Nichols–Chancellor’s Medal winner still striving

Journalist Soledad O'Brien is Vanderbilt's Senior Day speaker May 12 in Memorial Gym.

Being 50 years old isn’t much different than being 23 if you’re living a life of purpose, said Vanderbilt’s 2016 Nichols–Chancellor’s Medal winner in an interview with MyVU May 3.

“I’ll be turning 50 in a couple of months,” said an ebullient Soledad O’Brien, who will be Vanderbilt’s Senior Day speaker beginning at 11 a.m. Thursday, May 12, in Memorial Gym. “But I’m no different than when I was 23. The pressures are exactly the same.

“Do I go out and do something with purpose and make sure I’m creating thoughtful, meaningful work, and that I’m living up to my own standards and I’m dragging other people with me?” she asked.

The versatile producer, reporter and interviewer, whom viewers have seen on CNN, the National Geographic Channel, MSNBC, HBO, NBC and other media outlets, “defines the 21st century and exemplifies the best qualities of the human spirit,” according to the criteria of the Vanderbilt award.

“So, no pressure there at all,” O’Brien said with a disarming laugh about receiving the prestigious medal, which was established by Edward C. Nichols Jr., JD’70, and his wife, Janice Nichols, in memory of Edward Carmack Nichols and Lucile Hamby Nichols.

“I have opportunities because I was blessed with two great parents and a very solid — to the point of almost boring — family,” she said. “I owe it to other people to help them.”

O’Brien grew up one of six children of two teachers. Her first ambition was to work in medicine, and she got as far as an organic chemistry class at Radcliffe-Harvard, which she took with her sister Stella, who is now an eye surgeon.

“She really understood science, and I could memorize and regurgitate it on a test,” O’Brien said. “It made me understand for the first time that I wasn’t passionate about it.”

Taking a hiatus from school, O’Brien landed an internship at a local television station. There she found her passion. “I just loved it,” she said. “I loved the craziness of it. I loved that everyone was focused on a very frantic goal of getting on the air.”

As she progressed and learned the business, she began to realize and respect the power of the media.

“There’s a chance to influence what kinds of stories get told, whose voices are elevated, and whose positions are not,” she said. “I think a lot of my path after that was trying to figure out the seat of that power.”

O’Brien flourished and moved up quickly. She covered the death of John F. Kennedy Jr. and interviewed FEMA head Michael Brown after Hurricane Katrina for NBC, before moving on to CNN, where she hosted two shows and had other duties.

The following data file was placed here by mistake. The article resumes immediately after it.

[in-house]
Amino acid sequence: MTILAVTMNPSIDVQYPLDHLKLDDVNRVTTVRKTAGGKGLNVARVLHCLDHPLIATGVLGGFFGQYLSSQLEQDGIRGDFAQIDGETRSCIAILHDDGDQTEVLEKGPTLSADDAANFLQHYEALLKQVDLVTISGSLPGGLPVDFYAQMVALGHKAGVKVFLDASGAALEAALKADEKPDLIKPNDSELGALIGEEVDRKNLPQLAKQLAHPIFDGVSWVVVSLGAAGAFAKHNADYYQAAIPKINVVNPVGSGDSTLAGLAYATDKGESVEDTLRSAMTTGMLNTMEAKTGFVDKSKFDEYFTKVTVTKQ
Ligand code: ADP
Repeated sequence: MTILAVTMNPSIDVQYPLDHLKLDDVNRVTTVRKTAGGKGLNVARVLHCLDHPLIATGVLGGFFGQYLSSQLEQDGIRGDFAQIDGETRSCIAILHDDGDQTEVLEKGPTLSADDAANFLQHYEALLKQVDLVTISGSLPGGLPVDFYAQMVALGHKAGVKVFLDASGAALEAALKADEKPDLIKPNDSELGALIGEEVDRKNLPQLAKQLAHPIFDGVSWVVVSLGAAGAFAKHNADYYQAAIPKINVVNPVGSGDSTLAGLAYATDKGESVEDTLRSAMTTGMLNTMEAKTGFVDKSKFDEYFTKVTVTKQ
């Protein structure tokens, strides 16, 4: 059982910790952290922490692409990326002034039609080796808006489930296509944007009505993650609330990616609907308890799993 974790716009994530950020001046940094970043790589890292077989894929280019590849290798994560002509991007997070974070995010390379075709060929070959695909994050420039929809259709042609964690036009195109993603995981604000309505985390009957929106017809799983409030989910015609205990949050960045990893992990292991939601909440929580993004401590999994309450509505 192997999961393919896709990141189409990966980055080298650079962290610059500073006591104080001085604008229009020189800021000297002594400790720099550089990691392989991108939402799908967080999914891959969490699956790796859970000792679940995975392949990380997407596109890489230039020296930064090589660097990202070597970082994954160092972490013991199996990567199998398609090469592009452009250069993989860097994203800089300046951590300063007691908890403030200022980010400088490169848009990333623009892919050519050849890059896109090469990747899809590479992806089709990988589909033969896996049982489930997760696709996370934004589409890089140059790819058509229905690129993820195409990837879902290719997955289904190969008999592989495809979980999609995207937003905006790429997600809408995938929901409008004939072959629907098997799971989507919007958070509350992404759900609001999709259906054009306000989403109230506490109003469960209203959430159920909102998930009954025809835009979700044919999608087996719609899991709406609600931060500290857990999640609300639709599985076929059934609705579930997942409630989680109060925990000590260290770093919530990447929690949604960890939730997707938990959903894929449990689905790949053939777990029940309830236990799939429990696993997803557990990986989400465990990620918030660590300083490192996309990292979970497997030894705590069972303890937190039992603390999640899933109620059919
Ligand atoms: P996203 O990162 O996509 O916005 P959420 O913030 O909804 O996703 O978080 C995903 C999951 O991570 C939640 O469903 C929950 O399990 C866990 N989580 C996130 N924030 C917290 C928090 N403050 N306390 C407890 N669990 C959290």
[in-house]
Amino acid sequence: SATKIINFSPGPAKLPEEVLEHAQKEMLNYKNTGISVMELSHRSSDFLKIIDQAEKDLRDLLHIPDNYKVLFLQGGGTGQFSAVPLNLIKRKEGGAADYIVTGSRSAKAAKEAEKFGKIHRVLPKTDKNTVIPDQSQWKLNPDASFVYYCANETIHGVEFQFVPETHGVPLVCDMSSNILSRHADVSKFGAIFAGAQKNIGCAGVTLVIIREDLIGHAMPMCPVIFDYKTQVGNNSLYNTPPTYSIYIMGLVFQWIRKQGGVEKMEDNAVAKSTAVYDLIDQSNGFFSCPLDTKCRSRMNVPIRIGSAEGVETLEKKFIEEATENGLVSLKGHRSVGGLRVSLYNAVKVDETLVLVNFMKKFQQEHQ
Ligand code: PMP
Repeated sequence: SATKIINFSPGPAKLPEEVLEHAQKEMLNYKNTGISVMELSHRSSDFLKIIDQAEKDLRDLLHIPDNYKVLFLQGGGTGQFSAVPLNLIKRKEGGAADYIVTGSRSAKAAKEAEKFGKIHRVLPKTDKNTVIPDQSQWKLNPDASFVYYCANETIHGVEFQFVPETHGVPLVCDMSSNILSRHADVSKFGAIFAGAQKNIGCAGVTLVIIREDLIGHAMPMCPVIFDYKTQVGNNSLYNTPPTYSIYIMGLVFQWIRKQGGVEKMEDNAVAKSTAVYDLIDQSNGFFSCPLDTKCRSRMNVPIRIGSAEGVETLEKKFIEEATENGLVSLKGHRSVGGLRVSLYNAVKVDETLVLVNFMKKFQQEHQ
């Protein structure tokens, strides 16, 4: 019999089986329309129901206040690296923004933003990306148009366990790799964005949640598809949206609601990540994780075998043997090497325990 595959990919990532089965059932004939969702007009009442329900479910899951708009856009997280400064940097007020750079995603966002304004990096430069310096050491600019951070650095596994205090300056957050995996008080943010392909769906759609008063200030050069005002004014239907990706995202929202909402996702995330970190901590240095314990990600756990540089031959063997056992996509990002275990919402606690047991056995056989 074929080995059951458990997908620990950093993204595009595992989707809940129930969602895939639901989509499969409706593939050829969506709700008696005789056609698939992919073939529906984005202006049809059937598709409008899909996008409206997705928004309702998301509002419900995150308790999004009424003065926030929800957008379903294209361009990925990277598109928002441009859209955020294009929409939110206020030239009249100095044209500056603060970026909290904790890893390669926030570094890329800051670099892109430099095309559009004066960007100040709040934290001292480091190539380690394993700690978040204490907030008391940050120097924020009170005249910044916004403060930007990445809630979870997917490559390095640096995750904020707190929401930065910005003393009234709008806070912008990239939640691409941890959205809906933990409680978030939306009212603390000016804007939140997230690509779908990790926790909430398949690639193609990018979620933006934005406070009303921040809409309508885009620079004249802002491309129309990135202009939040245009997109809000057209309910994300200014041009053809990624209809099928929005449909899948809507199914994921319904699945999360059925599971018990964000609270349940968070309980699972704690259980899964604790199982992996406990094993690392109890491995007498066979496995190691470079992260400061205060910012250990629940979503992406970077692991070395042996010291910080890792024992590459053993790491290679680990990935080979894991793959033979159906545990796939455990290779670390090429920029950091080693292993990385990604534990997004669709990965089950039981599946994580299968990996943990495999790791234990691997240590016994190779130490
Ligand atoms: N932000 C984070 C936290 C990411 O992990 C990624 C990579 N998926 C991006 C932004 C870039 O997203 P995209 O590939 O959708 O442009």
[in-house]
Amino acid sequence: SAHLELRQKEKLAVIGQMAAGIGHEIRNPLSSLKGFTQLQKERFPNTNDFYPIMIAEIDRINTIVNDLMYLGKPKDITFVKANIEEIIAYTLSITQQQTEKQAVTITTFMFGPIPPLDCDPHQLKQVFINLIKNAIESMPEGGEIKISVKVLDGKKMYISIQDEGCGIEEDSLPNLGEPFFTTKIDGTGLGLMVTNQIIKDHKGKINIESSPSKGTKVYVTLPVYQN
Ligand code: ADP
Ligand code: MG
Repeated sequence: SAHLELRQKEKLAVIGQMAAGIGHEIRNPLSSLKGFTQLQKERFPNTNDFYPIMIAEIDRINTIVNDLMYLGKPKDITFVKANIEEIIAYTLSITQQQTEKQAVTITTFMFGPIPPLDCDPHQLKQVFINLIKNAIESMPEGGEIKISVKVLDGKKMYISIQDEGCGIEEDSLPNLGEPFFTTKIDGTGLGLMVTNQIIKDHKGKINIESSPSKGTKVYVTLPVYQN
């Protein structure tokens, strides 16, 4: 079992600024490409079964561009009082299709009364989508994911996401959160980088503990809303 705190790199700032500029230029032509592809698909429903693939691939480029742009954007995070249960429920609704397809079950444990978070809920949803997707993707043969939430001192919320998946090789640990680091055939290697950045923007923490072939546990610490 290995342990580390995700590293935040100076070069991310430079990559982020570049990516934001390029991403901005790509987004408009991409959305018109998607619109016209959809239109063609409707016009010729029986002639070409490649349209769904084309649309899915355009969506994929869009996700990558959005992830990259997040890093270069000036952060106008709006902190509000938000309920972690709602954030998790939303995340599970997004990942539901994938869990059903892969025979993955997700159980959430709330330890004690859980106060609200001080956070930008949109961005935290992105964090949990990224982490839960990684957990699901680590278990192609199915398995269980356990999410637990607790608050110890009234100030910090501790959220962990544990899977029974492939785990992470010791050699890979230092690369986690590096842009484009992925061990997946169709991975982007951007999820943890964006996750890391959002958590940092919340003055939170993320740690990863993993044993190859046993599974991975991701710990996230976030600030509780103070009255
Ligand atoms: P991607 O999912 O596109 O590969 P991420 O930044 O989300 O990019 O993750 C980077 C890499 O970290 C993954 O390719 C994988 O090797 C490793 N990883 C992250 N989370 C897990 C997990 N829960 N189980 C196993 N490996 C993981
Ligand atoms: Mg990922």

In 2013, O’Brien left CNN and started her production company, Starfish Media Group. Working through Starfish, she has kept busy with projects for CNN and media across the spectrum from podcasts to cable television to interactive experiences in movie theaters. She is respected for her productions about poverty in America, girls and education, the plight of American war veterans and other issues.

“[lquote]I don’t know that my journalism changes things, but I do think it’s important that you ask the right questions[/lquote],” O’Brien said. “I like to think that when I cover stories, I’m bringing something a little bit different than other people.”

O’Brien’s father is Australian and her mother Afro-Cuban.

“I have a different background than other people, so when I do an interview, my strategy and questions and what I’m interested in hearing is different from somebody else,” she said. “I think you’ve got to have a bunch of different kinds of perspectives.”

O’Brien says she’ll share her unique perspective with Vanderbilt graduating seniors on Senior Day and tell the story of what she’s learned from becoming an entrepreneur.

“I’ve had a lot of great highs and a lot of really awful lows,” she said. “There were times when I sat in my bed and ate Häagen-Dazs and wasn’t really sure what I would do next.

“So I think I’m interested in talking to students about having to navigate those ups and downs — what it means to live your life with a sense of purpose while doing jobs that grow your skills.”

Watch the full speech here: